Business owners and senior managers have no doubt heard of the TUPE legislation, designed to protect the rights of employees affected by certain transactions; typically the transfer of a business to new owners. Other circumstances that can arise involving TUPE include the transfer of certain services from one business to another, such as canteen management or cleaning services, or from an external provider to an in-house service (and vice versa).
The TUPE provisions have long been criticised as a ‘gold-plated’ version of a European requirement, and business leaders have lobbied the government for change over the course of many years. Those calls have been listened to (in part at least) with a series of changes which came into force on 31st January 2014.
What are the changes?
- Businesses will be able to vary the terms of collective agreements from 12 months after the transfer, as long as the updated terms are no less favourable to employees
- The service provision change rules will remain in place. However, for a change to have occurred in accordance with TUPE the activities carried out afterwards will need to be ‘fundamentally or essentially the same’ as previously. Businesses that change radically the way they provide services are unlikely to be caught by the TUPE requirements
- Employees will be protected from contractual changes, but only if the sole reason for the change is the TUPE transfer itself
- Dismissing employees will become easier as they will only be protected if the reason for the dismissal is the TUPE transfer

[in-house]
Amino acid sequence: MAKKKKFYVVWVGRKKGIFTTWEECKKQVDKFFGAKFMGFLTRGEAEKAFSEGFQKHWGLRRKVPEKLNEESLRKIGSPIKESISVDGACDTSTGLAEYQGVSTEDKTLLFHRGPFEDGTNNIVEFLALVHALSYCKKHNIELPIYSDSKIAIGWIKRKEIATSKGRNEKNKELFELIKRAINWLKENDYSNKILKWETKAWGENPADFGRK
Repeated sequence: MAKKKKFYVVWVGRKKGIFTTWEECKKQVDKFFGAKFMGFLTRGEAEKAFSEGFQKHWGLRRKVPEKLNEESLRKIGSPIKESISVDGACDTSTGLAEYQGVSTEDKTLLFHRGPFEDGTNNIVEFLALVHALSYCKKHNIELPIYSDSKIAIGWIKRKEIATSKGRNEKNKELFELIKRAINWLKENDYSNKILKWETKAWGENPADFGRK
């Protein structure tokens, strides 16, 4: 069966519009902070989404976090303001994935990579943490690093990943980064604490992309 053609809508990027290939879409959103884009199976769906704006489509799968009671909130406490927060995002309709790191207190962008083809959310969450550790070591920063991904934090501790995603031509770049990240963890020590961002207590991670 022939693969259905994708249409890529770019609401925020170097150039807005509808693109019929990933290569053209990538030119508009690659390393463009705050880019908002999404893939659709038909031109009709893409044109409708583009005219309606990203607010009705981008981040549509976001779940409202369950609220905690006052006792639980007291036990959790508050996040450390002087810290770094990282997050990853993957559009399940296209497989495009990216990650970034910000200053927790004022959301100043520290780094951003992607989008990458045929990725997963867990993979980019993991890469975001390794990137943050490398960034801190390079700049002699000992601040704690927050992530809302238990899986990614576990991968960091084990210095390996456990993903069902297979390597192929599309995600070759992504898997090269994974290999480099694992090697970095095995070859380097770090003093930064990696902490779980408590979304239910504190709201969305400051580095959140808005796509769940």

- As of May 20th 2014, employers planning on making 20+ redundancies post TUPE transfer will be able to commence employee consultation, as long as the current employer consents
- Transferors will have to provide employee liability information to the transferee 28 days before transfer (an increase from 14 days)
- For dismissal purposes, a change of workplace can now be categorised as an economic, technical or organisational reason for dismissal (an ETO reason)
- In an effort to reduce bureaucracy on small businesses, micro-businesses (those with less than 10 employees) will be able to inform and consult with staff directly, as long as there is no union or elected representative already in place
The changes introduced will no doubt deliver benefits to UK businesses, even though they do not go as far as many business leaders had hoped. Despite the changes, TUPE legislation remains an extremely complex area, and as such, it is vital to take specialist advice at the outset of any business transaction that does, or may, involve a TUPE transfer of employees.
Farleys’ team of employment law solicitors has many years’ experience of TUPE transfers, and has handled many business transfers in conjunction with our specialist corporate team. If you are considering buying or selling a business, or part of a business, and want to know whether the updated TUPE provisions will affect that deal, please do not hesitate to contact us today.